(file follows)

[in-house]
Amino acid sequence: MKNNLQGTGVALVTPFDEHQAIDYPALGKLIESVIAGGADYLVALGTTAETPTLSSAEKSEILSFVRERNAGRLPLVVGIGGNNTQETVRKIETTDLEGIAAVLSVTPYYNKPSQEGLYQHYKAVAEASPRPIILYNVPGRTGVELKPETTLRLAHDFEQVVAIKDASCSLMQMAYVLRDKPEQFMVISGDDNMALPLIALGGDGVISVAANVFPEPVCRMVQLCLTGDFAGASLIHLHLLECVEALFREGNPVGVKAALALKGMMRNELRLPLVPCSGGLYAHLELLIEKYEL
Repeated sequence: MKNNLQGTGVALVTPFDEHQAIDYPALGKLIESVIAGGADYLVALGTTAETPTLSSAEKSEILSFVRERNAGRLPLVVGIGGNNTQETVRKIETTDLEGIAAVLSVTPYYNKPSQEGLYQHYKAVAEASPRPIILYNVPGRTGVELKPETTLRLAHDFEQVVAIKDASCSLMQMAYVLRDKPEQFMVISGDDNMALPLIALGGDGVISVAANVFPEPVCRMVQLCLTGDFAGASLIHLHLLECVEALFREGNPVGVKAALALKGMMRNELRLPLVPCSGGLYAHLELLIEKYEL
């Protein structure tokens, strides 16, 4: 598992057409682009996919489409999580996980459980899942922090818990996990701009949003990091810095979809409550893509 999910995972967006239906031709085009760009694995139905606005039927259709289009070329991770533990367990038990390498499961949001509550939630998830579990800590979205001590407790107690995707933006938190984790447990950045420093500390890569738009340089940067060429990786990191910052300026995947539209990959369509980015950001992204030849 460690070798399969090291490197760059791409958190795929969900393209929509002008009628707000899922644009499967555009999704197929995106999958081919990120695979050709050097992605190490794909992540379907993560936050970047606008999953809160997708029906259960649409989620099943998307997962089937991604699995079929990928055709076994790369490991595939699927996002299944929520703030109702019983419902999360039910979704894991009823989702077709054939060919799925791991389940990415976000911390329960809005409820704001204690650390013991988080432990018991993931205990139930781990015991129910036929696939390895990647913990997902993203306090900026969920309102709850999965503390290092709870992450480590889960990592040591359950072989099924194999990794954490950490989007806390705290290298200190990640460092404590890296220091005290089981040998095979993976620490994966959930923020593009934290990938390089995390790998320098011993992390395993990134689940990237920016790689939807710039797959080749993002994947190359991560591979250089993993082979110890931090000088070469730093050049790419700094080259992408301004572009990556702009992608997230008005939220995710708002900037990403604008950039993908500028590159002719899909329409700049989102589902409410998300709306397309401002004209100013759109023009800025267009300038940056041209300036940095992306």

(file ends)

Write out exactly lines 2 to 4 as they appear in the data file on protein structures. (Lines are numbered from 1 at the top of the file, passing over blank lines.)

Amino acid sequence: MKNNLQGTGVALVTPFDEHQAIDYPALGKLIESVIAGGADYLVALGTTAETPTLSSAEKSEILSFVRERNAGRLPLVVGIGGNNTQETVRKIETTDLEGIAAVLSVTPYYNKPSQEGLYQHYKAVAEASPRPIILYNVPGRTGVELKPETTLRLAHDFEQVVAIKDASCSLMQMAYVLRDKPEQFMVISGDDNMALPLIALGGDGVISVAANVFPEPVCRMVQLCLTGDFAGASLIHLHLLECVEALFREGNPVGVKAALALKGMMRNELRLPLVPCSGGLYAHLELLIEKYEL
Repeated sequence: MKNNLQGTGVALVTPFDEHQAIDYPALGKLIESVIAGGADYLVALGTTAETPTLSSAEKSEILSFVRERNAGRLPLVVGIGGNNTQETVRKIETTDLEGIAAVLSVTPYYNKPSQEGLYQHYKAVAEASPRPIILYNVPGRTGVELKPETTLRLAHDFEQVVAIKDASCSLMQMAYVLRDKPEQFMVISGDDNMALPLIALGGDGVISVAANVFPEPVCRMVQLCLTGDFAGASLIHLHLLECVEALFREGNPVGVKAALALKGMMRNELRLPLVPCSGGLYAHLELLIEKYEL
């Protein structure tokens, strides 16, 4: 598992057409682009996919489409999580996980459980899942922090818990996990701009949003990091810095979809409550893509 999910995972967006239906031709085009760009694995139905606005039927259709289009070329991770533990367990038990390498499961949001509550939630998830579990800590979205001590407790107690995707933006938190984790447990950045420093500390890569738009340089940067060429990786990191910052300026995947539209990959369509980015950001992204030849 460690070798399969090291490197760059791409958190795929969900393209929509002008009628707000899922644009499967555009999704197929995106999958081919990120695979050709050097992605190490794909992540379907993560936050970047606008999953809160997708029906259960649409989620099943998307997962089937991604699995079929990928055709076994790369490991595939699927996002299944929520703030109702019983419902999360039910979704894991009823989702077709054939060919799925791991389940990415976000911390329960809005409820704001204690650390013991988080432990018991993931205990139930781990015991129910036929696939390895990647913990997902993203306090900026969920309102709850999965503390290092709870992450480590889960990592040591359950072989099924194999990794954490950490989007806390705290290298200190990640460092404590890296220091005290089981040998095979993976620490994966959930923020593009934290990938390089995390790998320098011993992390395993990134689940990237920016790689939807710039797959080749993002994947190359991560591979250089993993082979110890931090000088070469730093050049790419700094080259992408301004572009990556702009992608997230008005939220995710708002900037990403604008950039993908500028590159002719899909329409700049989102589902409410998300709306397309401002004209100013759109023009800025267009300038940056041209300036940095992306």